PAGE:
Bbrqmajttj Mpii

The MP 18.1 issued to the German police for internal security purposes in 1919 had been slightly modified by Schmeisser in the light of practical experience in the previous year. The chief change was a new magazine housing designed to take a straight box magazine of modern type rather than the complex clockwork-operated snail drum which had given a good deal of trouble in the conditions of trench warfare. A few years later the same designer made even more improvements, and as these were sufficient to warrant a new designation the modified MP 18.1 appeared in 1928 as the MP 28.II, the II denoting two minor modifications to the prototype. The new gun had some interesting features, chief of which was its ability to fire either bursts or single shots as required. This was controlled by a circular stud above the trigger, which had to be pushed in from the right for automatic, and from the left for single shots. The gun also incorporated an elaborate tangent backsight graduated by hundreds up to a thousand metres, which must have been far outside any practical service range. It was equipped with straight box magazines, but the magazine housing was so designed that it would if necessary accept the old snail drum type. These various •improvements did not change its general appearance very materially so that it still resembled the old MP 18. The Bergmann MP 28.II was produced in Germany by the Haenel Weapon Factory at Suhl, but as there were still some restrictions on domestic production of military firearms a great many more were produced under Schmeisser licence by a Belgian company in Herstal, and it was adopted by the Belgian army in small numbers in 1934, The Bergmann soon established a reputation for reliability and was purchased in South America [where it was extensively used in a series of small wars there) and by the Portuguese who used it as a police weapon. Although it was mainly manufactured in 9mm Parabellum, it also appeared in 9mm Bergmann, 7-65mm Parabellum, 7-63mm, and even for the American 45" cartridge. It seems probable that its main use was in the Spanish Civil War of 1936-39, where its robust construction made it an ideal weapon for the militias by whom the war was mainly fought. It ceased tQ_be-made before World War II, but had a revival in the shape of the British Lanchester.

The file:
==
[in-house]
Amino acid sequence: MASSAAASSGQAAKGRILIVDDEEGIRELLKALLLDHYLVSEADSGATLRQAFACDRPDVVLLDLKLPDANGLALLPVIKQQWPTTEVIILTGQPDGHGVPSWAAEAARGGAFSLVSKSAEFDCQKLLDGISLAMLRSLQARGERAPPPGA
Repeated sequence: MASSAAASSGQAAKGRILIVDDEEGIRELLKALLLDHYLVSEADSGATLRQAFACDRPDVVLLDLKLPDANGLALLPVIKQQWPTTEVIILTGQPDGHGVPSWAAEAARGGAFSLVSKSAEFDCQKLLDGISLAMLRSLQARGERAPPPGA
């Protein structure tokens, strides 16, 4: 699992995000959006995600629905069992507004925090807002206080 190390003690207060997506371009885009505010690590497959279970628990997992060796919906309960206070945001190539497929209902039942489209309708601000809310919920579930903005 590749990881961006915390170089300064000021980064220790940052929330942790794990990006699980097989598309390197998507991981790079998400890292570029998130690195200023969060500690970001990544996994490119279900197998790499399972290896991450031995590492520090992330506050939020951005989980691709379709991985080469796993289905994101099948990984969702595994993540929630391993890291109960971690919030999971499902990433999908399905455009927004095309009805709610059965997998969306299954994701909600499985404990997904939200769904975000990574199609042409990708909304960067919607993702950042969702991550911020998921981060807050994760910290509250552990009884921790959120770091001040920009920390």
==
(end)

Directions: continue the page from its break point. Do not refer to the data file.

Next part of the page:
One of the truly great weapons in use today, Heckler & Koch's MP5 A5 sub-machine gun is the three-round burst version of the earlier MP5 A3.

Post War Browning
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